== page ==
On 31 May, a list of five board games was released quietly on a German website.
The site is the online home of Spiel des Jahres (German for Game of the Year), a prestigious annual award for board-game design that has grown in stature and importance since its inception in 1978. Nearly three million people from 250 countries watch the site closely, with Internet forums and blogs breaking out into furious speculation and intense debate before a high-profile ceremony in Hamburg on 28 June decides the winner.
The nominees for the latest edition also show the inherent eclecticism and variety in modern board-game design, a far cry from the “roll-dice-and-move” formula most Indians are familiar with. One of the nominees, Dixit, is a game where players make up a story based on the cards they draw randomly and are awarded for the strength of their storytelling. Another, called Fresco, calls upon players to compete to finish a fresco in a Renaissance-era church, deciding the pace and manner of their work. A la Carte sees players play the role of half-crazed chefs competing for a job in a restaurant.
Bored no more: A game of Ticket to Ride in progress. Pradeep Gaur/Mint
Spiel des Jahres is the Oscar of the board-game world—high-profile and popular, but not indicative of the best the medium produces. “The award is for a very specific type of game: Typically, something that is very family-friendly, not too complicated, and plays relatively quickly,” says Matthew Monin of BoardGameGeek, a 300,000-strong online community of board gamers worldwide.
Games with more complex rules and eclectic themes are shoehorned into other awards and events, among them the Essen Feather and The Golden Geek (arguably, the Frankfurt and Sundance festivals of board games).
Board-game design is in the middle of a veritable renaissance, with a staggering spread of game mechanics and themes, from Victorian London to dystopian Mars. In the first six months of 2009, board-game sales in the US grew 10% year-on-year, a period where toy sales fell 2%, according to market research firm NPD. A lot of mainstream games carry the whiff of experimentation. Take Space Alert, a 2009 Spiel des Jahres winner. The game is set on a spaceship under attack, and shipped with two audio CDs that announce threats in real time for the players to respond to.
The roster of celebrity board-game designers also grows year-on-year, with new “talents” being discovered. Conventions, where new games are showcased, are sold out months in advance. “The big one is the Essen Toy Fair, held every November in Germany,” says Monin. “Publishers debut many new games at Essen and board-game fans from around the world converge there to be the first to try them out.” Most other conventions are focused on getting a lot of gamers together to play games all day long, with GenCon being the biggest in the US.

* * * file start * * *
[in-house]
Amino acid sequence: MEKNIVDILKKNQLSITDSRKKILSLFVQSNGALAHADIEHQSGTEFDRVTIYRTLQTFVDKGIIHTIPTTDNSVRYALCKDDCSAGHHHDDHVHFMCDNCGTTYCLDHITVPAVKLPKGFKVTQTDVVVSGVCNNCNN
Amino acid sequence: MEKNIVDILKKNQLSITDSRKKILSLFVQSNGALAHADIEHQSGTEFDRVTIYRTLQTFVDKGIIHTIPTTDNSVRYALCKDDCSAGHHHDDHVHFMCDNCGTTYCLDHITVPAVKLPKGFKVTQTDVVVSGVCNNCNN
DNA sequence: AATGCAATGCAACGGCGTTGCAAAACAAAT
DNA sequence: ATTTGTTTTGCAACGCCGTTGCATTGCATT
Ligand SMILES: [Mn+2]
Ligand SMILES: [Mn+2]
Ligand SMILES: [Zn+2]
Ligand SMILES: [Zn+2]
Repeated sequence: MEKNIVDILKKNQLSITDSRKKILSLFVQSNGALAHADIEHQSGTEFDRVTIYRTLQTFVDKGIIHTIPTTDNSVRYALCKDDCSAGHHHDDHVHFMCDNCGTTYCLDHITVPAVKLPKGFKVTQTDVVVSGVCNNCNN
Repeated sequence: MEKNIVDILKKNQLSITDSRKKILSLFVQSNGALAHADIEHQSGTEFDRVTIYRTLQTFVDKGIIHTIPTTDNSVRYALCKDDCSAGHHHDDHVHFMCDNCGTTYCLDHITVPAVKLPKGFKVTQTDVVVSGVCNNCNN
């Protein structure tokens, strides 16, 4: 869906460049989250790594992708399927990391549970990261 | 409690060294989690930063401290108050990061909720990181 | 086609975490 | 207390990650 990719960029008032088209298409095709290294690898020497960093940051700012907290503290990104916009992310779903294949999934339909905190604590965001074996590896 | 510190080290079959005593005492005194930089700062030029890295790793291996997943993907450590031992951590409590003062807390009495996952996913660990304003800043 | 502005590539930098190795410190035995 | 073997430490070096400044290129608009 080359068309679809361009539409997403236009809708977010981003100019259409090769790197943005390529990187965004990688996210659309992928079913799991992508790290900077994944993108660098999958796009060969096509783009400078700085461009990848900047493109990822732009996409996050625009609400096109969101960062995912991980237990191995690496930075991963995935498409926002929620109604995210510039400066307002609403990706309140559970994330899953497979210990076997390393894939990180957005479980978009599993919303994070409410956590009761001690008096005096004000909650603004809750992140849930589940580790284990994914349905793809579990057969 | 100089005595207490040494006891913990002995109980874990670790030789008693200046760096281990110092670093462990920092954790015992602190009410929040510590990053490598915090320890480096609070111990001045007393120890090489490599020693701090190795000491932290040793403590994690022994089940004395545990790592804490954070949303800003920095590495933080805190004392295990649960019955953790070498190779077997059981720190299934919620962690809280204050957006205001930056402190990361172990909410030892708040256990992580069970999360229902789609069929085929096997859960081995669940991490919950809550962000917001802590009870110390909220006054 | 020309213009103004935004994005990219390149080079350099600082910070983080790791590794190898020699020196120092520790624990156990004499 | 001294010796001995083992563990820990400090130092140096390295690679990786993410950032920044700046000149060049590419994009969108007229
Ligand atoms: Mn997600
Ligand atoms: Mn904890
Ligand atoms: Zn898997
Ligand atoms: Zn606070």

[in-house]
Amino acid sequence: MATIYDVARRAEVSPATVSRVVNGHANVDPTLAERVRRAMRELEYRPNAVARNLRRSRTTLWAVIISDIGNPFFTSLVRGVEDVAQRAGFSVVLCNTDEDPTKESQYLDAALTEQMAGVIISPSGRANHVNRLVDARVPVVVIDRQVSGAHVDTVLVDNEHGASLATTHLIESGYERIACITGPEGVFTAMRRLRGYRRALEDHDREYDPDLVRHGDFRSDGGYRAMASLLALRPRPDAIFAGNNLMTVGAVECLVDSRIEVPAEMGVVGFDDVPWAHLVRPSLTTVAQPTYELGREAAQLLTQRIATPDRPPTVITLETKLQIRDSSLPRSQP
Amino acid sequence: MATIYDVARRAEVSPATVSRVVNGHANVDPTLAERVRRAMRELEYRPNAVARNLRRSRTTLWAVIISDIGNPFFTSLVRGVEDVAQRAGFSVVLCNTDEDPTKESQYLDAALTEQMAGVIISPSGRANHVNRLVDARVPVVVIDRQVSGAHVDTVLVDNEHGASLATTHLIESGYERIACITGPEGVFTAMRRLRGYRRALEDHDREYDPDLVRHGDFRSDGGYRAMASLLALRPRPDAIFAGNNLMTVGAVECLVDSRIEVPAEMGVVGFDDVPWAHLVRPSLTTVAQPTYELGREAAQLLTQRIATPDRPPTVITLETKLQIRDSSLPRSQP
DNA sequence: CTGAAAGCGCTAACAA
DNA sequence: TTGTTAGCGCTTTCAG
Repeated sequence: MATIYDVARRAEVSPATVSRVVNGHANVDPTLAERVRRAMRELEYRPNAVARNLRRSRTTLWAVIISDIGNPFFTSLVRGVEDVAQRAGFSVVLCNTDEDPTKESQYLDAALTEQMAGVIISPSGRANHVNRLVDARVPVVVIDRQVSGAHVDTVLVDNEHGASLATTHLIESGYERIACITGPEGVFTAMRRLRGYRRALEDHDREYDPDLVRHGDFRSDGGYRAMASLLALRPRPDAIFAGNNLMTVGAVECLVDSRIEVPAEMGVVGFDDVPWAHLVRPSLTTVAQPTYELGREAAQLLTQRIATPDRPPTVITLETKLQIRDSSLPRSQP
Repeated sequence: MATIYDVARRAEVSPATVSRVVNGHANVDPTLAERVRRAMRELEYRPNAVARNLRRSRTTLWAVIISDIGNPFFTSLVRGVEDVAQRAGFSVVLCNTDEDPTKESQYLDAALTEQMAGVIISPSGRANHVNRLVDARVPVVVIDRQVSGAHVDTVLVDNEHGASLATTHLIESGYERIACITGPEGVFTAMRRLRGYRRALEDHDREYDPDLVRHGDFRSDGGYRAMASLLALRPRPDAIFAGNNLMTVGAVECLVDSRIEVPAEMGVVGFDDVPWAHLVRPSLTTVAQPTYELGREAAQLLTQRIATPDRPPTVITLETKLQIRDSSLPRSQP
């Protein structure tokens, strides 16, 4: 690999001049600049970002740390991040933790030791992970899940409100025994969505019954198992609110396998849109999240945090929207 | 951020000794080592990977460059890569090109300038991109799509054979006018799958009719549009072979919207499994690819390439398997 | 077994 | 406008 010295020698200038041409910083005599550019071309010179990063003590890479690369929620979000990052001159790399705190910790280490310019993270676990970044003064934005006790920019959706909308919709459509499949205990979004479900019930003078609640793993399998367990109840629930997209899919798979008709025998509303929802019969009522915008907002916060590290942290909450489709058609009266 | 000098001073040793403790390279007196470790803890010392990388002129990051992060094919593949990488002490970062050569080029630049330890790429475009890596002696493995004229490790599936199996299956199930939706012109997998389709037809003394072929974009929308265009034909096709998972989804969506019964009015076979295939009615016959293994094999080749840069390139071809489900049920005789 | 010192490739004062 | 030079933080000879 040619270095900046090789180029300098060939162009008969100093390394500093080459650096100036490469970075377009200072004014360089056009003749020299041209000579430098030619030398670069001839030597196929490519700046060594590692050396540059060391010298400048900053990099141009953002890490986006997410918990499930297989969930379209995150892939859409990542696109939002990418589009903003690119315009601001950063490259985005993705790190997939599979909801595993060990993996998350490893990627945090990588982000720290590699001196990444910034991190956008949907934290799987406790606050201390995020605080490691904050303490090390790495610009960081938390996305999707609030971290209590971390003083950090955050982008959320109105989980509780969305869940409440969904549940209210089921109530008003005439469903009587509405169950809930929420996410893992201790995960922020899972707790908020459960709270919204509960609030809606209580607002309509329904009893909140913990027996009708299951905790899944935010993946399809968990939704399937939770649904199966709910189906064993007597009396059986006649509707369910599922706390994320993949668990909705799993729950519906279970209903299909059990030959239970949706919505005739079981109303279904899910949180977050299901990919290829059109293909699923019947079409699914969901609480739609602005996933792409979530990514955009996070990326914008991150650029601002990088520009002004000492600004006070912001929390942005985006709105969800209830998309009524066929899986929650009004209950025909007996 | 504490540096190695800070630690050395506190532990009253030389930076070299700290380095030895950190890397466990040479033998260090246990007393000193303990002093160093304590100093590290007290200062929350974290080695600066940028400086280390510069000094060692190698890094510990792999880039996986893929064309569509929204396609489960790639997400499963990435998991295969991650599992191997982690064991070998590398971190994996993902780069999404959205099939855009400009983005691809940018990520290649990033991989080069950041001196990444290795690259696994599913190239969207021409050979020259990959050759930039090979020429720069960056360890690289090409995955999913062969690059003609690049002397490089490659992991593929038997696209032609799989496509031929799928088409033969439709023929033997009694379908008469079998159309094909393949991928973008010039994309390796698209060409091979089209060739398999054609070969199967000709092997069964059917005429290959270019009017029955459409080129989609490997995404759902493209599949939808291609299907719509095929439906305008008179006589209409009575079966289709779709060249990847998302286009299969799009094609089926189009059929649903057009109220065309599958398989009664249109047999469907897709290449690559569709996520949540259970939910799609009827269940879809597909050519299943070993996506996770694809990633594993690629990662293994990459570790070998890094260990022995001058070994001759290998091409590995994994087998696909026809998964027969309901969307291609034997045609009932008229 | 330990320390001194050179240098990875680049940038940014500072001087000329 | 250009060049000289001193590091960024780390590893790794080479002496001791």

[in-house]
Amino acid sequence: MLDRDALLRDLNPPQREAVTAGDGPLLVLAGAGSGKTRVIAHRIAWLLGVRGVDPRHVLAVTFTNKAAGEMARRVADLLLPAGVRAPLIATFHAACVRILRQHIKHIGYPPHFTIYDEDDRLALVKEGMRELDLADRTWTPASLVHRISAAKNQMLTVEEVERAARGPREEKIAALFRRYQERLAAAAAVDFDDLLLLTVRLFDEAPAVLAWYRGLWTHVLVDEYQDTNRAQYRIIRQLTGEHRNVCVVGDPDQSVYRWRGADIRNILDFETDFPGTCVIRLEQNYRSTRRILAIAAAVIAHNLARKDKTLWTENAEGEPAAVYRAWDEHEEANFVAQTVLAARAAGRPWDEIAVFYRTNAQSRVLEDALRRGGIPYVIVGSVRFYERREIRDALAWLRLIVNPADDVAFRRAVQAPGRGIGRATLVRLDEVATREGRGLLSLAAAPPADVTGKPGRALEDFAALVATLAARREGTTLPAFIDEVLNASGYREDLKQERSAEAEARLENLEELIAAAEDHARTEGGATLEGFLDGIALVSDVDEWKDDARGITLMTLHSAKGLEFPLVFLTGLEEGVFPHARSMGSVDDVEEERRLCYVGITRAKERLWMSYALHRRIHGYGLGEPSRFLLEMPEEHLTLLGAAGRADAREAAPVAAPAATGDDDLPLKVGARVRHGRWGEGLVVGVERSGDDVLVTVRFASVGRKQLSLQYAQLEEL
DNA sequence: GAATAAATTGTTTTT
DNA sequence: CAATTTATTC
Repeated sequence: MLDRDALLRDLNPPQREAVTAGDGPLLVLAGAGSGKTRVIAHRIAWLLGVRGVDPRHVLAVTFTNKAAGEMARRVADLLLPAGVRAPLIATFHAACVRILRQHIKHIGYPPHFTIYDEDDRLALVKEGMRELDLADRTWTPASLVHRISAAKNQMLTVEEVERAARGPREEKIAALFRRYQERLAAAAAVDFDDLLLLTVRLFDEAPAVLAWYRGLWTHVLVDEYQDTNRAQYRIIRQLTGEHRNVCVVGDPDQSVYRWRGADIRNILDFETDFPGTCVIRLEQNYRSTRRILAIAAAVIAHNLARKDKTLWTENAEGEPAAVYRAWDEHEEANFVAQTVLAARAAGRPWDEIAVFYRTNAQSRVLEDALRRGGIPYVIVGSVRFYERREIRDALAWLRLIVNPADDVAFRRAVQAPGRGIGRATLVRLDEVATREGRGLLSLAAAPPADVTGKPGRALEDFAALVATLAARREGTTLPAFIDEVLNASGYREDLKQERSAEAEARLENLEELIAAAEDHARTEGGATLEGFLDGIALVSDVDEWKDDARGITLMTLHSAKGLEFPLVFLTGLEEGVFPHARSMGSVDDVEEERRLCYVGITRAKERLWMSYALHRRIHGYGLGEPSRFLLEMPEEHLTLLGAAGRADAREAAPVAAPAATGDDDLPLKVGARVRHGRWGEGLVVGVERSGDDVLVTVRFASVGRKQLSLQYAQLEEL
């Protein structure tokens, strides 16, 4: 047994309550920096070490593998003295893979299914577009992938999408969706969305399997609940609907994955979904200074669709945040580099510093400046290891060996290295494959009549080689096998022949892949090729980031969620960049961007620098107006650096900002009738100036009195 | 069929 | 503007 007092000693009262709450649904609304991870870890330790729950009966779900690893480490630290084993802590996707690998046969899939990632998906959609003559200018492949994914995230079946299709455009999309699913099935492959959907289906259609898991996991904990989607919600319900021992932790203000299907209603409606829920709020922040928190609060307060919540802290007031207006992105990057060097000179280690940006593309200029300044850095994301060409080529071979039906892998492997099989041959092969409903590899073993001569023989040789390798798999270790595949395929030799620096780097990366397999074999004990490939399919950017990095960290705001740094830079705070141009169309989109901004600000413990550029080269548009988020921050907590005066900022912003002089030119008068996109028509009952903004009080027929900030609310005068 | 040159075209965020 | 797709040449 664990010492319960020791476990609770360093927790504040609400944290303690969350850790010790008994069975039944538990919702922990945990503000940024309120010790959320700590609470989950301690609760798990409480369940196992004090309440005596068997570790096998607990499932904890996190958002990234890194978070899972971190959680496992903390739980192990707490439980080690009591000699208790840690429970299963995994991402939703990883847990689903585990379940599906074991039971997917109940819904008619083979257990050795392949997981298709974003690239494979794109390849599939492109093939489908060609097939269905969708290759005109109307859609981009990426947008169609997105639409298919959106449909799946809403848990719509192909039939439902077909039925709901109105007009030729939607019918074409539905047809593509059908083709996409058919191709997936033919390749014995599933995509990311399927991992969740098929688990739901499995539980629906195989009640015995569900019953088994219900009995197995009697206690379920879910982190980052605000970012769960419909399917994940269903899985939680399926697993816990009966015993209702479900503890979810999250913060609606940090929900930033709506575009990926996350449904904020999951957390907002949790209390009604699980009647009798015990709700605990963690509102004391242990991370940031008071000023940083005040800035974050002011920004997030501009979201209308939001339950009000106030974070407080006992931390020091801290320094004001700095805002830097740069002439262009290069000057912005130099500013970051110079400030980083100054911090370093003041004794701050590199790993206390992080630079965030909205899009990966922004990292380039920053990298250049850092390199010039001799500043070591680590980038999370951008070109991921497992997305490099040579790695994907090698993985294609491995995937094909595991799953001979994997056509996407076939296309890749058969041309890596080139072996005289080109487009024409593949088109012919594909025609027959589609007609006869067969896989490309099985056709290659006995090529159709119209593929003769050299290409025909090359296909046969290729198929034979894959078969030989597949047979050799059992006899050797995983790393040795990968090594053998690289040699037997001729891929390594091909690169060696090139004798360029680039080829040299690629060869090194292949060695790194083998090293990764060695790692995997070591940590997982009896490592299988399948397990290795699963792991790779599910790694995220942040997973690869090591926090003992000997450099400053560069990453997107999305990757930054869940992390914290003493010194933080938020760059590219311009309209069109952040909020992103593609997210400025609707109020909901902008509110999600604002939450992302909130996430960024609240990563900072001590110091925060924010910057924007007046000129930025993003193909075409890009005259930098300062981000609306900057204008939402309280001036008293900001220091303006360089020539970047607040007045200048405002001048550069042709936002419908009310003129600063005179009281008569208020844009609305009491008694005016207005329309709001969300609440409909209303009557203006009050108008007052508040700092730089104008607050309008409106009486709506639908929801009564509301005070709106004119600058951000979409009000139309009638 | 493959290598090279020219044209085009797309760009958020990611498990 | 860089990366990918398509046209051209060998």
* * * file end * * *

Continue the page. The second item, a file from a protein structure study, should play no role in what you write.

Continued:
Meeple power: Following their debut in Carcassonne, the people-shaped wooden meeples have become a fixture in many contemporary games.
Board games have shaken off the “old fashioned” tag they were saddled with in the wake of mainstream video games, and their supposed obsolescence with the spread of mobile gaming devices such as the Nintendo DS. Since the early 2000s, they have captured a dedicated niche that likes social playing experiences. They are low-impact, intelligent, and not always ruthlessly competitive, allowing for both tense, frantic affairs and slow, strategic playthroughs.
Partly responsible for this resurgence is the export of “European style” board games outside of Europe, where the market was largely dominated by “roll-and-move” games such as Monopoly and Cluedo. The “Euros”, as they’re called, were radically different in the way they were played, and the success of a clever little 1997 title called The Settlers of Catan—which sold 600,000 copies in 2008—opened the floodgates. “These games distinguish themselves by being playable in 45-60 minutes, having a high degree of player interaction, being relatively straightforward to learn, and by attempting to keep all players in the game until the end of the game,” says game designer Matt Leacock, whose new title Roll through the Ages has been nominated for this year’s award. “Many American games, on the other hand, feature player elimination, can outlast their welcome in playtime, and often suffer from downtime when it’s not your turn.”
But the Euros may take a while to reach Indian shores. At Toy Biz 2010, a business convention for India’s toy industry held in April in Delhi, board-game ideas were few and far between, and dominated largely by Monopoly knock-offs.
“Branded games like Monopoly, Game of Life, Cluedoand Scotland Yard make up about 50% of the business,” says K.A. Shabir of Funskool India, which manufactures 65,000 board-game sets a month. While Funskool’s board-game business is growing by “about 20%” annually, Shabir says Indian gamers are “not quite ready for the deep strategy that Euros bring”. Funskool’s upcoming launches favour dexterity-based games such as Sorry! Slider, which involves knocking sliding pieces off each other. “But we are experimenting with strategy titles. We bought out a range of IIT-designed games that are very abstract strategy, but with a distinct Indian bent,” he says.